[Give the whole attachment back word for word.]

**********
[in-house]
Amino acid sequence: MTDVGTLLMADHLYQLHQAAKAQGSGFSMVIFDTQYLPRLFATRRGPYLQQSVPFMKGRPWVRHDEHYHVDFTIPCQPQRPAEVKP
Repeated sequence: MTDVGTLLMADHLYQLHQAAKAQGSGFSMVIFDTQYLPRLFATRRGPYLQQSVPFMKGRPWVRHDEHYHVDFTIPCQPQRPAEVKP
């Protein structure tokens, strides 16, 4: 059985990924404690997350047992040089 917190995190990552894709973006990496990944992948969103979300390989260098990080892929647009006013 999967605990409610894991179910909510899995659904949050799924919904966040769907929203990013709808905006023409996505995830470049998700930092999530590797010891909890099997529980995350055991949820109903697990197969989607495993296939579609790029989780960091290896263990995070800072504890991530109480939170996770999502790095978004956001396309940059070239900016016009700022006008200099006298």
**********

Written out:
[in-house]
Amino acid sequence: MTDVGTLLMADHLYQLHQAAKAQGSGFSMVIFDTQYLPRLFATRRGPYLQQSVPFMKGRPWVRHDEHYHVDFTIPCQPQRPAEVKP
Repeated sequence: MTDVGTLLMADHLYQLHQAAKAQGSGFSMVIFDTQYLPRLFATRRGPYLQQSVPFMKGRPWVRHDEHYHVDFTIPCQPQRPAEVKP
């Protein structure tokens, strides 16, 4: 059985990924404690997350047992040089 917190995190990552894709973006990496990944992948969103979300390989260098990080892929647009006013 999967605990409610894991179910909510899995659904949050799924919904966040769907929203990013709808905006023409996505995830470049998700930092999530590797010891909890099997529980995350055991949820109903697990197969989607495993296939579609790029989780960091290896263990995070800072504890991530109480939170996770999502790095978004956001396309940059070239900016016009700022006008200099006298």